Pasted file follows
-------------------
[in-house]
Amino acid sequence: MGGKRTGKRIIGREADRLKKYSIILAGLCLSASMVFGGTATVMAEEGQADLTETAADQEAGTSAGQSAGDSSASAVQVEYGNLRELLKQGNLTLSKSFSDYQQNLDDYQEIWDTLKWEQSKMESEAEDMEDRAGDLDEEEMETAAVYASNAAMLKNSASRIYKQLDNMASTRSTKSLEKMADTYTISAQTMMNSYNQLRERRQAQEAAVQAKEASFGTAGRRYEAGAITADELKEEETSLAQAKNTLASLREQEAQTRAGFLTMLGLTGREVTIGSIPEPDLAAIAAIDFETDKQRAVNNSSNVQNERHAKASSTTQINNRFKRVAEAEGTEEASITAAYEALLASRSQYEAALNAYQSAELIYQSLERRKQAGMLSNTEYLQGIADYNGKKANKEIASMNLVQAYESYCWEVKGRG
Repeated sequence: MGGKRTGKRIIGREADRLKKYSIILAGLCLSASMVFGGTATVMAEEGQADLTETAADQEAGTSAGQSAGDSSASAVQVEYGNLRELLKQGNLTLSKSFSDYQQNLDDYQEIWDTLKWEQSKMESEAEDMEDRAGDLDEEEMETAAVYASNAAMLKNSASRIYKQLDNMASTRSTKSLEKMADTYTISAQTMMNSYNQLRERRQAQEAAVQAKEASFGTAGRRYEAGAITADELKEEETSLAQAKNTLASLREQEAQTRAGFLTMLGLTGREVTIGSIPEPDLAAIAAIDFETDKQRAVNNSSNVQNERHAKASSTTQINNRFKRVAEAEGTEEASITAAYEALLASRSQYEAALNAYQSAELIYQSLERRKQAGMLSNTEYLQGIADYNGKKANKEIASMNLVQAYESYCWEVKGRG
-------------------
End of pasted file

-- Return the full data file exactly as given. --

[in-house]
Amino acid sequence: MGGKRTGKRIIGREADRLKKYSIILAGLCLSASMVFGGTATVMAEEGQADLTETAADQEAGTSAGQSAGDSSASAVQVEYGNLRELLKQGNLTLSKSFSDYQQNLDDYQEIWDTLKWEQSKMESEAEDMEDRAGDLDEEEMETAAVYASNAAMLKNSASRIYKQLDNMASTRSTKSLEKMADTYTISAQTMMNSYNQLRERRQAQEAAVQAKEASFGTAGRRYEAGAITADELKEEETSLAQAKNTLASLREQEAQTRAGFLTMLGLTGREVTIGSIPEPDLAAIAAIDFETDKQRAVNNSSNVQNERHAKASSTTQINNRFKRVAEAEGTEEASITAAYEALLASRSQYEAALNAYQSAELIYQSLERRKQAGMLSNTEYLQGIADYNGKKANKEIASMNLVQAYESYCWEVKGRG
Repeated sequence: MGGKRTGKRIIGREADRLKKYSIILAGLCLSASMVFGGTATVMAEEGQADLTETAADQEAGTSAGQSAGDSSASAVQVEYGNLRELLKQGNLTLSKSFSDYQQNLDDYQEIWDTLKWEQSKMESEAEDMEDRAGDLDEEEMETAAVYASNAAMLKNSASRIYKQLDNMASTRSTKSLEKMADTYTISAQTMMNSYNQLRERRQAQEAAVQAKEASFGTAGRRYEAGAITADELKEEETSLAQAKNTLASLREQEAQTRAGFLTMLGLTGREVTIGSIPEPDLAAIAAIDFETDKQRAVNNSSNVQNERHAKASSTTQINNRFKRVAEAEGTEEASITAAYEALLASRSQYEAALNAYQSAELIYQSLERRKQAGMLSNTEYLQGIADYNGKKANKEIASMNLVQAYESYCWEVKGRG